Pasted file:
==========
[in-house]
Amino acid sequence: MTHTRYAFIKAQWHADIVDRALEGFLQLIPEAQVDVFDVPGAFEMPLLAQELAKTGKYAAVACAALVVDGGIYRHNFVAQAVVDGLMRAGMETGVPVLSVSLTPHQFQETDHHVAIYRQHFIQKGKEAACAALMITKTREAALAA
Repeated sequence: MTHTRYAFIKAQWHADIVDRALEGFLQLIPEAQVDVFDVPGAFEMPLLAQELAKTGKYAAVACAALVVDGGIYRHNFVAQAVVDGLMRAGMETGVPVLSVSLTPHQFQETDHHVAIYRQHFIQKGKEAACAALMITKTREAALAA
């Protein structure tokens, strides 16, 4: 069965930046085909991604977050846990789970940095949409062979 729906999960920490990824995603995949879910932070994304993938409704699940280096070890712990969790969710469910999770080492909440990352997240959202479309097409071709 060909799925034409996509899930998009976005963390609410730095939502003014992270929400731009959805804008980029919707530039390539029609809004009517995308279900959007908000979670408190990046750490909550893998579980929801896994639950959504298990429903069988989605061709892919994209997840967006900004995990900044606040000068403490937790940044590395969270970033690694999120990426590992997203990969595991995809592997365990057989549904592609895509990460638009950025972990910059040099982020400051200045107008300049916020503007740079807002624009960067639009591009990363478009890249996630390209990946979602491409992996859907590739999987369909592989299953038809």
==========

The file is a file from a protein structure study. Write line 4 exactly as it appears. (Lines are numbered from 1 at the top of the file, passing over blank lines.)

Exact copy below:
């Protein structure tokens, strides 16, 4: 069965930046085909991604977050846990789970940095949409062979 729906999960920490990824995603995949879910932070994304993938409704699940280096070890712990969790969710469910999770080492909440990352997240959202479309097409071709 060909799925034409996509899930998009976005963390609410730095939502003014992270929400731009959805804008980029919707530039390539029609809004009517995308279900959007908000979670408190990046750490909550893998579980929801896994639950959504298990429903069988989605061709892919994209997840967006900004995990900044606040000068403490937790940044590395969270970033690694999120990426590992997203990969595991995809592997365990057989549904592609895509990460638009950025972990910059040099982020400051200045107008300049916020503007740079807002624009960067639009591009990363478009890249996630390209990946979602491409992996859907590739999987369909592989299953038809």